Cashman was soon invited to sing Talkin' Baseball at ball parks. Seattle asked him if he could insert a few special lyrics about Mariner players, and he discovered that his basic melody was easily adapted to whatever lyrics another team called for. He sat down with "Mom"—his Baseball Encyclopedia—and put together Talkin' Baseball songs for virtually every club in the majors. That led to a pair of Lifesong albums—one of National League club songs, the other of American League songs. Both also had on them some instrumental and novelty fillers.
Each April, depending on what has taken place in the off-season, Cashman has to update his Talkin' Baseball 45s. He figures he's spending about 75% of his time on sports songs and sports-related business. All ready to go is a number about Pete Rose, to be released when Rose breaks Ty Cobb's record of 4,191 hits. Cashman is also working with one California team on a project involving a theme song for the upcoming season. The club is planning to use the composition in its TV and radio promotions. Recently, too, Cashman has been talking with film producers interested in having him score a feature-length film. You can guess what the movie is about.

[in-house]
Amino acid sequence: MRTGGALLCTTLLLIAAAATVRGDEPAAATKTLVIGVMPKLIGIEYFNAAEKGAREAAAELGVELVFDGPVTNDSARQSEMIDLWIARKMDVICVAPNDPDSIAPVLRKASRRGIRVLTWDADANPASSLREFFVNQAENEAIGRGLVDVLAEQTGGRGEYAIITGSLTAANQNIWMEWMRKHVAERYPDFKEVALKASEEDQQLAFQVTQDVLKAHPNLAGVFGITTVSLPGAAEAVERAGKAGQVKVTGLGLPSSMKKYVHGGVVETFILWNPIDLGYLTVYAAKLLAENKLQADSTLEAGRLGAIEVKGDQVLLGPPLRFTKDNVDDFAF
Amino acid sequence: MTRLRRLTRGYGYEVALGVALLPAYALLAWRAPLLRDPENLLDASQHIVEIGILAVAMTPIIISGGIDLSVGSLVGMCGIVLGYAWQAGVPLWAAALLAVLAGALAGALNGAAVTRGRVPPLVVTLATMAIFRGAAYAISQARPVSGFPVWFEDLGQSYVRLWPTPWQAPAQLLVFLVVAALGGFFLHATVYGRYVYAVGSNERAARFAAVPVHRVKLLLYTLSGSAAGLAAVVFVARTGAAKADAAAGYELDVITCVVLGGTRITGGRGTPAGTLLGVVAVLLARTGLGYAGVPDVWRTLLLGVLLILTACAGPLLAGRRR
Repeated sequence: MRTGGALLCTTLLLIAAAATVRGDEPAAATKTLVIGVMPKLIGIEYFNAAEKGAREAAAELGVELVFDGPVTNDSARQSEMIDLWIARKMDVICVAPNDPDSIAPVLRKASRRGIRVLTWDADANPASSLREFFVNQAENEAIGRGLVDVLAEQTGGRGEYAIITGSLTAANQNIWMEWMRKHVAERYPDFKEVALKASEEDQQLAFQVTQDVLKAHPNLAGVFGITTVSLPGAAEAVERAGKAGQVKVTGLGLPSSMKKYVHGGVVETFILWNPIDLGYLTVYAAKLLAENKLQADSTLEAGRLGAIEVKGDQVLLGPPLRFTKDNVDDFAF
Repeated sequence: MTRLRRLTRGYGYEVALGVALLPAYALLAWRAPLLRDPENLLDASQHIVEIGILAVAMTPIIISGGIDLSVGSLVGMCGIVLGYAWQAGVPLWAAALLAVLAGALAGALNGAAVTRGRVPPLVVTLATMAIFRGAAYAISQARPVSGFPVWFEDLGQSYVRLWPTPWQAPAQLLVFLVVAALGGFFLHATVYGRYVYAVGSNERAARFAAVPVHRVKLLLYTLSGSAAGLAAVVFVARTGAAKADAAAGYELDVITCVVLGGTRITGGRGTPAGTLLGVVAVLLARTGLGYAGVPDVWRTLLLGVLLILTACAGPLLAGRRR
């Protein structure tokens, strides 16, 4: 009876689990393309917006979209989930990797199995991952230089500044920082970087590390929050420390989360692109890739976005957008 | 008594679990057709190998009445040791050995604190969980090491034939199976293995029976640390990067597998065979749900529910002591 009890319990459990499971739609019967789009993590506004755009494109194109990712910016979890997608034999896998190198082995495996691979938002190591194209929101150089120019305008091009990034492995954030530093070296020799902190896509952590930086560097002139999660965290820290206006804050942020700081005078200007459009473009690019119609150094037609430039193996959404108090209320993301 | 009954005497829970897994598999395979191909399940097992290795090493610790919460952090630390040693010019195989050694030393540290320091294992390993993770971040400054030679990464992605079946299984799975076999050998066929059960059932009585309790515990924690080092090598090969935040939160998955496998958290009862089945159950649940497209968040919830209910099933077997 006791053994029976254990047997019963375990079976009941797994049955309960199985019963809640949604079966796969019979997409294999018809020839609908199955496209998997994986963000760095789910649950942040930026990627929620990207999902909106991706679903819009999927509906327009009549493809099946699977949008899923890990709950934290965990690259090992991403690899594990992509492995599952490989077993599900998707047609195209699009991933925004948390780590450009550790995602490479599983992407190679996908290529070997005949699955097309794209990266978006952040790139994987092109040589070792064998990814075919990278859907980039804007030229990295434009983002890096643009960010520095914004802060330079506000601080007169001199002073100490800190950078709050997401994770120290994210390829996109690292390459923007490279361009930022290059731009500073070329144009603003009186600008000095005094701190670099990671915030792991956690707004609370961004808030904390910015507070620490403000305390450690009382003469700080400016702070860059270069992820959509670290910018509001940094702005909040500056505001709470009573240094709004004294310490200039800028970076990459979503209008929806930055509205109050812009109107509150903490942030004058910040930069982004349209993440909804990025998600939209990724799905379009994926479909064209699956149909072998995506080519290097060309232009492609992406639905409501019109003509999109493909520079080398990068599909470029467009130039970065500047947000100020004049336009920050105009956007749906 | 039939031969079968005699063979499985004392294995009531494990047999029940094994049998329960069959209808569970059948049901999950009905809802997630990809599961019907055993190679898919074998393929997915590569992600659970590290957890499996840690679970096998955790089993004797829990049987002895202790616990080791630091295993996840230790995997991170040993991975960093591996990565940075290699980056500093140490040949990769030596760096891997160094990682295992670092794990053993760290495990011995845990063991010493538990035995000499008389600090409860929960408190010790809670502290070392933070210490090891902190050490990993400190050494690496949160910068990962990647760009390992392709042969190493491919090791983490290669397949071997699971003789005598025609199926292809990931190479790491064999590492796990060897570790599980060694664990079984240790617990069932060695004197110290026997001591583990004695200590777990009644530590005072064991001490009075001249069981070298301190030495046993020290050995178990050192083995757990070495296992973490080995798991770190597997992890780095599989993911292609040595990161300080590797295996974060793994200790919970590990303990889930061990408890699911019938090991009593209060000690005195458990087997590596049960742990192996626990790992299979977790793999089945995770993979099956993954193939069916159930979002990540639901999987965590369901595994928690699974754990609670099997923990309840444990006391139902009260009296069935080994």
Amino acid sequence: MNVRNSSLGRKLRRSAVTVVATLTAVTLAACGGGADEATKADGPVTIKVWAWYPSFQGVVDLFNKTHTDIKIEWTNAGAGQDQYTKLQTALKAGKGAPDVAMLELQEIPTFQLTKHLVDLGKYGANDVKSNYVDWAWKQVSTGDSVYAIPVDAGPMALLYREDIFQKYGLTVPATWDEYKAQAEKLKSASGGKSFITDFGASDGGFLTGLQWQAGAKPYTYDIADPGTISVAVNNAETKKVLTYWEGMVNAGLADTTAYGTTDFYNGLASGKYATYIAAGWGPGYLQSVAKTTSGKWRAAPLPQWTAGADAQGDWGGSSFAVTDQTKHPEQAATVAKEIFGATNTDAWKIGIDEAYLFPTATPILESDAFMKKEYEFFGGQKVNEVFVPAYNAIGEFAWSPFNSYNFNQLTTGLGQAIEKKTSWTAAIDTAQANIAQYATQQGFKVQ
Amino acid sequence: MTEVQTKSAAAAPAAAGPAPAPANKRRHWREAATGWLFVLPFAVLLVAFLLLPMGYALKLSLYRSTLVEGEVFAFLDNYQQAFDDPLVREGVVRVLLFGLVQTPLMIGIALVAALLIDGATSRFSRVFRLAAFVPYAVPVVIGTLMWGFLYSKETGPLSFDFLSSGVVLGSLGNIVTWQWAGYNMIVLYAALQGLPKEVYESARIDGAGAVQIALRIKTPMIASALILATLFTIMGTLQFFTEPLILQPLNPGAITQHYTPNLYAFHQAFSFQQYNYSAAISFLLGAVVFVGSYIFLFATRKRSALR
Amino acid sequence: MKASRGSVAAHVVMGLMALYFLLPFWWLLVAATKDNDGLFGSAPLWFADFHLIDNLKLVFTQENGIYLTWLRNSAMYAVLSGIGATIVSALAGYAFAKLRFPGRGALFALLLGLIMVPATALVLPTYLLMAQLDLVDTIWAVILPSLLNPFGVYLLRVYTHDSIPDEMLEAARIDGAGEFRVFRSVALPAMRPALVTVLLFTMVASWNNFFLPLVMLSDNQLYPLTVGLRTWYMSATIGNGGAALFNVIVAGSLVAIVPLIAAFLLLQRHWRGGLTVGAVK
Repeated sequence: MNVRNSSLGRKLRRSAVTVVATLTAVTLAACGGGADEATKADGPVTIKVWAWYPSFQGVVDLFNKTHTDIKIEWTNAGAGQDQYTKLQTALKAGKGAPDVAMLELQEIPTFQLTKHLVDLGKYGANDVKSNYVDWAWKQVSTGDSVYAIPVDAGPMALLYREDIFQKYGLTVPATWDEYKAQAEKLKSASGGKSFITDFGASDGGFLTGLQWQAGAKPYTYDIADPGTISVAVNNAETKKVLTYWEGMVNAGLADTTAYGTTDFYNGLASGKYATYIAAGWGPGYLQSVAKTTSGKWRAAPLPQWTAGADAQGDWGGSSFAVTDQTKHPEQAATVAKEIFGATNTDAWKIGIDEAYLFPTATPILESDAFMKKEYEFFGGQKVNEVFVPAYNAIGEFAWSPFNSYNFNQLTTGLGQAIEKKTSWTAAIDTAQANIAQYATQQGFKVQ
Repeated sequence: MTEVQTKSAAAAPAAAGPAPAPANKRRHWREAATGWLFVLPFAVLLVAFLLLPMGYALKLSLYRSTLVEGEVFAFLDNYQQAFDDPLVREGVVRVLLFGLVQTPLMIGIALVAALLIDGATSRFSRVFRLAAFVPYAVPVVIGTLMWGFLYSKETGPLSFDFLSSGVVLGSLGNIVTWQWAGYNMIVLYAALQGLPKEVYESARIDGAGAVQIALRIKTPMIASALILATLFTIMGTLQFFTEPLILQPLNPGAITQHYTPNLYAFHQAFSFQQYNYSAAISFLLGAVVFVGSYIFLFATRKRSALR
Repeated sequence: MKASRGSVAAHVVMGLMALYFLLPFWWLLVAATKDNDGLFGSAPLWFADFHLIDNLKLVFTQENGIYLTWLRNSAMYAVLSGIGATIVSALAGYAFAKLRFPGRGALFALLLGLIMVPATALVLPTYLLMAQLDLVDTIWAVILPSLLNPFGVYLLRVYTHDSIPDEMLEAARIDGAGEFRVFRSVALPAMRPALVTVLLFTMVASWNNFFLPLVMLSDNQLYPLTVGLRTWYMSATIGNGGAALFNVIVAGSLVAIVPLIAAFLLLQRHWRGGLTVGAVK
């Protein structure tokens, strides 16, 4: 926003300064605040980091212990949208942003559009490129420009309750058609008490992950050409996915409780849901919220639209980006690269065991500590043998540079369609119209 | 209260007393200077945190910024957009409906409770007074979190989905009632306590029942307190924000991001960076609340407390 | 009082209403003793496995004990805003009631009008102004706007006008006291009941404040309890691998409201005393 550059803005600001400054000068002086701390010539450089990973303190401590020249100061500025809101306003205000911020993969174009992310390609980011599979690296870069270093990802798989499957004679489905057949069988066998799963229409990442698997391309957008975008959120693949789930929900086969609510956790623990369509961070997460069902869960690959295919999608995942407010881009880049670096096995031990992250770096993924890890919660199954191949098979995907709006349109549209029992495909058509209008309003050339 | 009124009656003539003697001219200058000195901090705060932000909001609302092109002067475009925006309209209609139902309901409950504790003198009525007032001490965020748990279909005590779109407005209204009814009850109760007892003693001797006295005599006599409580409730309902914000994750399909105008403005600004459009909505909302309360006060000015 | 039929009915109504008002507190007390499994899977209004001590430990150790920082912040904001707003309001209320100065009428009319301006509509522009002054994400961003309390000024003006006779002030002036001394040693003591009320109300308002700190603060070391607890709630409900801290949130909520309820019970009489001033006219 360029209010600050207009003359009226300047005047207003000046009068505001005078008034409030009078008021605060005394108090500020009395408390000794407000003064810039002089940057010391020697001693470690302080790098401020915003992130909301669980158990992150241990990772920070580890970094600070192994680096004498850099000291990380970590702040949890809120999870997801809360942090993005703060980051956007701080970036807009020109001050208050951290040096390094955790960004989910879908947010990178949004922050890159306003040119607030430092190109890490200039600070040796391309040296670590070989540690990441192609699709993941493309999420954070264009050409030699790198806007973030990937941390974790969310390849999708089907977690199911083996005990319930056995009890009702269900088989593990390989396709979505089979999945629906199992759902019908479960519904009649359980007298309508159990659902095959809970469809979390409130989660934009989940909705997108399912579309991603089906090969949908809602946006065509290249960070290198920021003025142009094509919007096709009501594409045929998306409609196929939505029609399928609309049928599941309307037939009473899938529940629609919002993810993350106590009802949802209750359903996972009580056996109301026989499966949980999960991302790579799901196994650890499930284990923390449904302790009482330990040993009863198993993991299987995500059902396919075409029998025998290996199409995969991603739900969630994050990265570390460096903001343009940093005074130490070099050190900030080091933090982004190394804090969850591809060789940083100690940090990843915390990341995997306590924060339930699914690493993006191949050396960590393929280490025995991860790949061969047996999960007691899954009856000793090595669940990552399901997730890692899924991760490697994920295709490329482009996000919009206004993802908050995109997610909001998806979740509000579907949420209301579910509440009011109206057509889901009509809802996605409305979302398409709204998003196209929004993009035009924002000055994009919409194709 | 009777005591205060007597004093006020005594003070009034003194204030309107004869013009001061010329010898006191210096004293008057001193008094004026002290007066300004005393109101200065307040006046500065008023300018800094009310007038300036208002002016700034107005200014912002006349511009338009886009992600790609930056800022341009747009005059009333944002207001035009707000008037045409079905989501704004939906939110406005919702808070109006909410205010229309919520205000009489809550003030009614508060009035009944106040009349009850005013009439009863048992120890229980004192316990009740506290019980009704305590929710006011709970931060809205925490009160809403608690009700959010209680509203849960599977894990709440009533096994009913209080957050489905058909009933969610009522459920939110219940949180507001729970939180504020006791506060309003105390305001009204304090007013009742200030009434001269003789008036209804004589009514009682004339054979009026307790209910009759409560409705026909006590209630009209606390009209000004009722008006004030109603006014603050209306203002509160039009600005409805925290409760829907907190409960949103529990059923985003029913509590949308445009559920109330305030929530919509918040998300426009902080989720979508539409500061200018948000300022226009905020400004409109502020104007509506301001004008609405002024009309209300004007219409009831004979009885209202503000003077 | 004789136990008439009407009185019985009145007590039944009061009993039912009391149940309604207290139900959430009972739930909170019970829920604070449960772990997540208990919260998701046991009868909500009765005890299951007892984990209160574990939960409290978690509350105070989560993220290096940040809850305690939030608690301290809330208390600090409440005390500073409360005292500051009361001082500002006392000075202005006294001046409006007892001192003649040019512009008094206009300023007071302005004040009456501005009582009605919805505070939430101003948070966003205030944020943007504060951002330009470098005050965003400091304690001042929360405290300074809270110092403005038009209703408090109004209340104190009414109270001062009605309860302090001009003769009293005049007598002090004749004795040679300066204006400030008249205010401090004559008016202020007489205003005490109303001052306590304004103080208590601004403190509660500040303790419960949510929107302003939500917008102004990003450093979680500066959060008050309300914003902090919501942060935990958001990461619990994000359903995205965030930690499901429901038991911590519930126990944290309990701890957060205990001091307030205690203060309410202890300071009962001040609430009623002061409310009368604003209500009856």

Cashman is clearly a busy man, but should a ball club's advertising director want to secure the composer's services, he needn't be discouraged: Cashman works quickly, all things considered, and delivers either a demo tape or a master recording within months of the team's initial request. Joseph Pastore, Cashman's agent and publicist, details the process. "First I hear from their ad director. He explains what he wants—a theme only or an entire promotion based on, say, a single event or a season. I then get in touch with Terry. If he's interested, he goes to work almost immediately—but that depends on the deadline they've given us. Usually, we get them a demo tape within three to four weeks. A master takes a few weeks longer, but the project usually requires several months at most."
How much does all this cost a team? "It varies," says Pastore. "If a team wants only a theme song, we're obviously going to be spending less time and money coming up with the composition. When you want something that involves actual recording, you have to figure on both creative and studio costs—I guess the range is anywhere from $5,000 to $50,000."
Financial rewards notwithstanding, Cashman maintains he's not in it for the money. "I'm an entertainer, and I want to give people enjoyment. When I take a project on, I think I have a unique ability to capture the particular subject that's involved because I love sports and I love music," says Cashman. "The response, particularly to the Red Auerbach thing, really pleased me."
Yes, but does Cashman consider his lucrative avocation important?
"Important?" responds Cashman. "Is Boy George important?"